Here's how it went:

Day One, Gate Two, Afternoon.

We were super excited! Today was the day. We would see the tigers. We drove for twenty minutes to get to the gate. We saw some deer. The sun hung heavy in the sky. And then, our jeep broke down.

The engine cut while we rounded a corner. The driver got out and checked under the hood. Steam erupted like Mount Vesuvius. The driver poured water in the radiator. We made some jokes about it, looked on the bright side of it, and all felt relief when we continued on our way. The delay was only fifteen minutes.

After another ten minutes of driving, the jeep overheated again. We were beginning to feel a little concerned--the guide and driver had no means of defense if a tiger were to attack.

After 20 minutes we were on our way again. All of us wondering if we would see tigers that day.


Day Two, Gate Two, Morning.

A better jeep, but . . . no tiger sightings meant none of the desperately hoped-for elephant rides were available.

And, no tigers.

Day Two, Gate Two, Afternoon.

No tigers.

Was it disappointing? For me, frankly it was. The perspiration was there. The effort was there. The will and commitment was there. What we needed was just a little luck.

Unfortunately, for our travel companions, their time was up. They had a 4:22 a.m. train to catch back to Varanasi.

Luckily for us, we had a more flexible schedule and Beth and I worked in one final trip.

On our third and final day we set off in the afternoon with a Belgian family, Christian, Genevieve and Mathieu.

Day Three. Gate One, Afternoon.

Finally, we were scheduled to enter the always busy Gate One. I had a good feeling about this: We were in a new Jeep, and making good speed. We saw a couple of rare birds.

The driver asked, “ What do you want to see today.” to which I replied, “ No spotted deer, no Sambhar deer, no barking deer, no peacocks, no monkeys, no langaurs, no kingfishers, no beetle eaters, no vultures and no jungle chickens! Just tigers please!” We had seen these other animals at Gate Two.

“They are wild pea fowl.” corrected Christian, about the peacocks, and then continued, “ Can we also see leopards and sloth bears?”

“Leopards and bears are very rare.” answered the guide.

I began to notice the position of the sun. I asked Beth with some concern, “Are we going towards Gate Two?”

“It seems like it.” she replied.

A few hundred metres more, and we received confirmation. We were driving towards a derelict trailer with one wheel missing. We had passed this trailer each of the time we entered Gate Two. We were going on the Gate Two trail again.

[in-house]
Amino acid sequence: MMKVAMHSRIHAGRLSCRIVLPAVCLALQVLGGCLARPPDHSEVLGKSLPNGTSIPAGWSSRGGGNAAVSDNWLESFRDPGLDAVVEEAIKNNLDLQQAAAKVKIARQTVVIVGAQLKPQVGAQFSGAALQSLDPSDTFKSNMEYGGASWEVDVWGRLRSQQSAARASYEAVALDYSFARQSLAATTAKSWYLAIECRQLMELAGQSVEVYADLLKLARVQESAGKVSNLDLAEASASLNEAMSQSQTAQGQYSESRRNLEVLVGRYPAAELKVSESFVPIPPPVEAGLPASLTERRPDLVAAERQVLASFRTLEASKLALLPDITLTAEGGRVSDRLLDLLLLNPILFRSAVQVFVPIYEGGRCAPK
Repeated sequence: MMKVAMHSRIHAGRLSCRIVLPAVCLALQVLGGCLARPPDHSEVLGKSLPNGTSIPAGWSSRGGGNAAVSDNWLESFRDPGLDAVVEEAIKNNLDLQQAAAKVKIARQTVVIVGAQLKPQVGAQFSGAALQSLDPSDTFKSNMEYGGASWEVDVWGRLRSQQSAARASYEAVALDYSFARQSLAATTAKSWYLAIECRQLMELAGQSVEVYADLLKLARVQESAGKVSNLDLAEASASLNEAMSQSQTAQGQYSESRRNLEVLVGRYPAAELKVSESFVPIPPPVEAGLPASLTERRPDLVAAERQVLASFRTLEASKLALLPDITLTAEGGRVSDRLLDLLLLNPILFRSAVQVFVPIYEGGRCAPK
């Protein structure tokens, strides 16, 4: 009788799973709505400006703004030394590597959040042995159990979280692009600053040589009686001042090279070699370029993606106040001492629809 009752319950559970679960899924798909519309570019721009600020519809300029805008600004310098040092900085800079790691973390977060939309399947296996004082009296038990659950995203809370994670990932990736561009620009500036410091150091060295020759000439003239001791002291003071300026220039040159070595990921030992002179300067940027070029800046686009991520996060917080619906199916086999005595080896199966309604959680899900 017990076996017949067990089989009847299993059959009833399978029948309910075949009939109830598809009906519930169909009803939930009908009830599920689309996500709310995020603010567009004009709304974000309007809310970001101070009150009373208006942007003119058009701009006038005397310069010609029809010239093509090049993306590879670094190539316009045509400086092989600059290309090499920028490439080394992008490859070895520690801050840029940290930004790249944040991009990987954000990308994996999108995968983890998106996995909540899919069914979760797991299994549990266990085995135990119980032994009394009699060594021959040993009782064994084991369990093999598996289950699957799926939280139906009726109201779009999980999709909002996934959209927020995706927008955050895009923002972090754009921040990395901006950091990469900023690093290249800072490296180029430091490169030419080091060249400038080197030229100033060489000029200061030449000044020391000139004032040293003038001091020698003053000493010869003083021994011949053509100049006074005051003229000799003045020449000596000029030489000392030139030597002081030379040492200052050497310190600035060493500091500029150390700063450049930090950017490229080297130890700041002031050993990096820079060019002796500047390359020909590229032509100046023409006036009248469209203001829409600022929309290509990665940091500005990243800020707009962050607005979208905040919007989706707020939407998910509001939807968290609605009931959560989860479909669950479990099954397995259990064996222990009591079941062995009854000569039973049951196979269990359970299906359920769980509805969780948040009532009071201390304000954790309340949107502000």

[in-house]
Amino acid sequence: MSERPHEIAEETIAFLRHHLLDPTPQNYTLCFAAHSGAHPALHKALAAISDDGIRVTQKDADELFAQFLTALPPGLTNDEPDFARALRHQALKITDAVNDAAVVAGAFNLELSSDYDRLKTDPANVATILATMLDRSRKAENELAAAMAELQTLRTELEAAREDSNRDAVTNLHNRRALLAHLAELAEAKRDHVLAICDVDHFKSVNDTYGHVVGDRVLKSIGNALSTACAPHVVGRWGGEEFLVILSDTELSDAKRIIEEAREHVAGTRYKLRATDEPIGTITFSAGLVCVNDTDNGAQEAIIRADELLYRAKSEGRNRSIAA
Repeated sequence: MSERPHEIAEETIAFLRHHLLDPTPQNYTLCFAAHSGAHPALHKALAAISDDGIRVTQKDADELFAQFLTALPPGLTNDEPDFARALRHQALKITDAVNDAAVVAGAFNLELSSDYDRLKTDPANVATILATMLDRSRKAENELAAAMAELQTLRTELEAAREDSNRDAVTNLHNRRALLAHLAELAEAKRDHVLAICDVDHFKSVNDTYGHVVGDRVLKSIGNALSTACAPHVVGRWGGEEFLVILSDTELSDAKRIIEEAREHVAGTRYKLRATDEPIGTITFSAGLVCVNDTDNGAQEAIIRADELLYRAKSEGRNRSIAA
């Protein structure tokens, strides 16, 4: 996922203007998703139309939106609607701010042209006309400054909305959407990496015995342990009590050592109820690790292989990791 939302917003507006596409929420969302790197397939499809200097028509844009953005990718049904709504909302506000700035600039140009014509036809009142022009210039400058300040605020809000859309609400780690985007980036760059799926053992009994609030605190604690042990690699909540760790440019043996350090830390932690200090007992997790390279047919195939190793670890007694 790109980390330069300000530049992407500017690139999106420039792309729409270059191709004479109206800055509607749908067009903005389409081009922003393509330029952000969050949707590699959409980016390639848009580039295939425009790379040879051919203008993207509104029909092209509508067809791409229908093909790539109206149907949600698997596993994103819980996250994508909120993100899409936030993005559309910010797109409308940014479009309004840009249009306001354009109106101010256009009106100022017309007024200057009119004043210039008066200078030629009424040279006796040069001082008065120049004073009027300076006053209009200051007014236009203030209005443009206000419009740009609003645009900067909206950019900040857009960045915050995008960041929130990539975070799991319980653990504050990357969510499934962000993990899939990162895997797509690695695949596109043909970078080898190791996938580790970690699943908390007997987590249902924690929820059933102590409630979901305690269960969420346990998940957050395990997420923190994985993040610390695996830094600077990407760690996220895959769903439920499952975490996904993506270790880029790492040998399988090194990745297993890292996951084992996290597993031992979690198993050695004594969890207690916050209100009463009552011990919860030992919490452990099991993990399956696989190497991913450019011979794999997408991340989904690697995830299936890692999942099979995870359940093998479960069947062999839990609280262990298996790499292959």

“Not Gate Two again!” I said.

I took Beth's hand and held it tight. I must have looked crestfallen.

Geneviere whispered, “Ce n'est pa vrai!”

The guide noticing the change in mood, responded immediately.

“No, no, not Gate Two, only Path C for five minutes.

After fifteen minutes, true to his word, we were with six other jeeps in a clearing by a water hole.

Three tigers strutted through the tall yellow grass with poise and pride. They bathed and groomed themselves and we watched on in awe.

I had seen tigers before but I hadn't seen them free. An unspoken agreement must have been made. 'You people can watch us, and we won't eat you and by the way, thanks for not hunting us.' We watched for over an hour and then left, bubbling with excitement.

The sun had set and in the mango orange afterglow we had almost reached the exit when the jeep in front of us stopped abruptly. We also stopped and saw that on a ridge just 30 metres above us was a leopard. It stretched, yawned and was gone.

The journey contained such a variety of animals. The destination only required tigers.

Was it too greedy to get the best of both?


Click here to see our photos from Bandhavgarh!
The moon over Varanasi
At five thirty a.m., the gunmetal sky above the Ganges river promised us another hot day.

Before the scorch, though, we were off to watch Varanasi wake up.

From burning dead bodies, to bathing babies and washing hotel sheets, life's rituals are performed on the holy river.

Our first sight before sunrise was the cremation ghat. Tall piles of wood are stacked in the alleys surrounding it. Families pay for the wood and taxes, our boatman, 20-year-old Sanjay, told us. Three glowing fires flickered at the beach. Men stood around without apparent grief. Are they the families or paid pallbearers, I wondered.

A few children played in the ashy mud at the river's side as the shadows in the fire played hide and seek with my imagination. Are those feet I see? A skull?

Sanjay knows the morbid interests of tourists: "There are five kinds people not burning. Five, bodies in river."

Children, pregnant women and holy men are already pure and so they don't need the flame to cleanse them, he explained. Plus, people who have died from a cobra bite or leprosy are considered already touched by god. Later we pass a bloated mass of something. Bones protrude. Animal or human?

As disturbing as it is, now I have a plot for my next novel, I think. A murder mystery.

Past the cremation site, we went to a more joyous part of the river. Men and women stood hip-deep in the water, washing their faces and arms. A few men chanted: "Om. Om. Om." Little boys played in the water, clinging to an inner tube. Older boys had plastic jugs stuck in their underpants as flotation.

One section seemed to be for laundry. Stones were piled up to make a line of washboards. Men beat hotel linens in the water rhythmically. After a good beating, the twisted fabric was thrown to a pile on the bank, and later spread on a retaining wall to sun-dry. "Not your guest house!" Sanjay told us reassuringly.

Sanjay pointed out some landmarks among the chaos of buildings and stairways that make up the riverside 'ghats.' The Ganpati guest house also houses a home for widows. A Bollywood star owns a big flashy red building. A royal family donated such-and-such palace to sadhus (holy men). And, one elaborate building belongs to the guy who collects the 200 rupee tax from the cremations at the burning ghat.

"He is very rich, but his caste is very bad," Sanjay commented.

We turned back, facing the golden sun that rose through the smog like a burning penny. Even at 7:30 the heat was getting intense. Sanjay pulled the boat up to a group of stones to let us get out for breakfast.

Varanasi had awoken.

**Click here to see photos from Varanasi**